21. ^ Whitley, David S. (2009) Cave paintings and the human spirit p. 98
  22. ^ Waters, Michael (25 March 2011). "The Buttermilk Creek Complex and the Origins of Clovis at the Debra L. Friedkin Site, Texas". Science. 331 (6024): 1599–1603. Bibcode:2011Sci...331.1599W. doi:10.1126/science.1201855. PMID 21436451.
  23. ^ Wilford, John (2011-03-24). "Arrowheads Found in Texas Dial Back Arrival of Humans in America". The New York Times. Retrieved 2011-03-27.
  24. ^ "The quest for immortality: Want to live 500 years? One scientist says it may be possible one day". CBS News. 2005-12-28.
  25. ^ Warner, H.; Anderson, J.; Austad, S.; Bergamini, E.; Bredesen, D.; Butler, R.; Carnes, B. A.; Clark, B. F. C.; Cristofalo, V.; Faulkner, J.; Guarente, L.; Harrison, D. E.; Kirkwood, T.; Lithgow, G.; Martin, G.; Masoro, E.; Melov, S.; Miller, R. A.; Olshansky, S. J.; Partridge, L.; Pereira-Smith, O.; Perls, T.; Richardson, A.; Smith, J.; Von Zglinicki, T.; Wang, E.; Wei, J. Y.; Williams, T. F. (Nov 2005). "Science fact and the SENS agenda. What can we reasonably expect from ageing research?". EMBO Reports. 6 (11): 1006–1008. doi:10.1038/sj.embor.7400555. ISSN 1469-221X. PMC 1371037. PMID 16264422.
  26. ^ Pontin, Jason (2006-07-11). "Is defeating aging only a dream?". Technology Review. (includes June 9, 2006 critiques and rebuttals)
  27. ^ "A report from the American Physical Society spring meeting – 1–2 May 1989 Baltimore, MD Special session on cold fusion". Retrieved 2009-04-14.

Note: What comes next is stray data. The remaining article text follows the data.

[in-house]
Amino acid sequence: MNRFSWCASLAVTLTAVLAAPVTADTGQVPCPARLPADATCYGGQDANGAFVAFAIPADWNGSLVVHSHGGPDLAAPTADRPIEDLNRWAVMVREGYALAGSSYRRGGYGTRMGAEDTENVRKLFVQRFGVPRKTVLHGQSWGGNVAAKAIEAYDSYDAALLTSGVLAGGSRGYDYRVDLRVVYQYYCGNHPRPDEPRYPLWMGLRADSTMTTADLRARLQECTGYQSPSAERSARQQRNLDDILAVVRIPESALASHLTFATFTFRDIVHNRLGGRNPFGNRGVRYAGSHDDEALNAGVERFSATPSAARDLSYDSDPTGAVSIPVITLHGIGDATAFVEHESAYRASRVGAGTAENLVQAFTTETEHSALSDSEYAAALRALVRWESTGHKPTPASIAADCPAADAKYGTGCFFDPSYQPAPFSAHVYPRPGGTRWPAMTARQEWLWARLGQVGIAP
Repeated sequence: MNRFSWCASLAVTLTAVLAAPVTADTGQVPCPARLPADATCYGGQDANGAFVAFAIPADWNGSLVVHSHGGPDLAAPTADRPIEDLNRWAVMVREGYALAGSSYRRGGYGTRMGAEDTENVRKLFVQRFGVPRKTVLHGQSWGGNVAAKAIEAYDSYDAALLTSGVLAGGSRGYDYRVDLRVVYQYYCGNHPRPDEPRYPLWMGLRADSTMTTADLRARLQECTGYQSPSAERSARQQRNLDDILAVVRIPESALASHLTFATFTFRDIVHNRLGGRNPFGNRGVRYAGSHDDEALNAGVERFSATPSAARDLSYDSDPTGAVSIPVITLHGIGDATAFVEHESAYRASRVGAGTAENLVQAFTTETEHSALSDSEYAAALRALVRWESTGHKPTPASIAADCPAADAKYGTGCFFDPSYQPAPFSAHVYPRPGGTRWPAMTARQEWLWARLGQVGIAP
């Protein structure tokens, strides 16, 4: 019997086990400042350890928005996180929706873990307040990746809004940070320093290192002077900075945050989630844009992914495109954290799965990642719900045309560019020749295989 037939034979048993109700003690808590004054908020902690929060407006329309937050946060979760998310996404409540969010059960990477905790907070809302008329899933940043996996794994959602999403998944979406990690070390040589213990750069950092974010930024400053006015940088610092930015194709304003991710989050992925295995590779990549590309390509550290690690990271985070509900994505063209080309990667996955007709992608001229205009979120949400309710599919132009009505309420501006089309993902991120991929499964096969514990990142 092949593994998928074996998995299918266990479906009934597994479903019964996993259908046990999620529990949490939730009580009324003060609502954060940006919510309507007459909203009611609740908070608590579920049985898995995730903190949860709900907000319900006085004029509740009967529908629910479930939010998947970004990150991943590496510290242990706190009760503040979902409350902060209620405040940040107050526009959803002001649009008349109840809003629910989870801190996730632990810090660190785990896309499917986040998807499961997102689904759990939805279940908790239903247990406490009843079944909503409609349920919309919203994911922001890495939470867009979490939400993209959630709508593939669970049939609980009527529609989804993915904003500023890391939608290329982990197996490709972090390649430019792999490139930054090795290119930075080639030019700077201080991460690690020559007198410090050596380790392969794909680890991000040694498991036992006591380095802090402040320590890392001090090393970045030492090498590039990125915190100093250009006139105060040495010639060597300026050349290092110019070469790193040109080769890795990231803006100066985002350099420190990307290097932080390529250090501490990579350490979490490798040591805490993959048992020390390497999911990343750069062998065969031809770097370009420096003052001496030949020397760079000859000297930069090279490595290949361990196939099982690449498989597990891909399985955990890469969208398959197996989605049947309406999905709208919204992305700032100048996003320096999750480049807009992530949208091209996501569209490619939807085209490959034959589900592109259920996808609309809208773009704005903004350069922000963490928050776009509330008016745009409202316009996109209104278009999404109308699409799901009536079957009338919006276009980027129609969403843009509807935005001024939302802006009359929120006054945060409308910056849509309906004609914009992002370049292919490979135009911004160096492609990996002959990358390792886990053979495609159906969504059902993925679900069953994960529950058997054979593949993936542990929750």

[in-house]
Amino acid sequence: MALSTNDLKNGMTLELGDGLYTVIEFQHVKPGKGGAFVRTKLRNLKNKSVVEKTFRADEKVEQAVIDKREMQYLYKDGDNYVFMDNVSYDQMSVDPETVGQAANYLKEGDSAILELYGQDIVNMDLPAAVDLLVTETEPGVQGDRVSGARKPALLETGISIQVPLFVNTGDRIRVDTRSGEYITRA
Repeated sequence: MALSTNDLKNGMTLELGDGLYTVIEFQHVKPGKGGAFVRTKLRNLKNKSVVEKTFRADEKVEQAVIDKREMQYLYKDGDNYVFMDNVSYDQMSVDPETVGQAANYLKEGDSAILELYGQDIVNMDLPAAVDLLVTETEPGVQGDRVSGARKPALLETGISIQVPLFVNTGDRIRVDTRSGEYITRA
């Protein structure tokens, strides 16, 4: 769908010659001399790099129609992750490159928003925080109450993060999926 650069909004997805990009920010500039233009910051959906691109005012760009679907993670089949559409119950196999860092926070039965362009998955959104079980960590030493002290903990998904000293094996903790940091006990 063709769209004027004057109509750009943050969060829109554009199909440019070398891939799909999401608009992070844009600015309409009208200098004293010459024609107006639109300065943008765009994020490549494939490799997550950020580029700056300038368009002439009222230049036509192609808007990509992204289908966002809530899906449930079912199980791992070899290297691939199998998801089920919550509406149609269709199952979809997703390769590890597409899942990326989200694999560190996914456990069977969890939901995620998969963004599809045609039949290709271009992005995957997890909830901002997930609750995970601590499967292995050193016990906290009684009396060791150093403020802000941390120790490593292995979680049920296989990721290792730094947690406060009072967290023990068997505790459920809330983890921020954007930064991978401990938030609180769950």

28. ^ Bell, David, 2005, Science, Technology and Culture, Open University Press, p. 134, ISBN 978-0-335-21326-9
  29. ^ Oreskes, Naomi (2003), Plate tectonics: an insider's history of the modern theory of the Earth p. 72
  30. ^ Conklin, Wendy (2005) Mysteries in History: Ancient History p. 39
  31. ^ Hunt, Patrick (2007) Ten Discoveries That Rewrote History
  32. ^ JDobrzycki J Editor (1973) The reception of Copernicus' heliocentric theory p. 311
  33. ^ Lemonick, Michael D. (2003) Echo of the Big Bang Princeton University Press p. 7
  34. ^ Beyerstein, Barry L. (July 1995). "Distinguishing science from pseudoscience" (PDF). p. 17. Retrieved 27 September 2017.
  35. ^ Velasquez-Manoff, Moises (2013). An Epidemic of Absence: A New Way of Understanding Allergies and Autoimmune Diseases. Simon and Schuster. p. 40. ISBN 9781439199398. Retrieved 27 September 2017.
  36. ^ Friedlander, p. 174.
  37. ^ Friedlander, p. 178–9.
  38. ^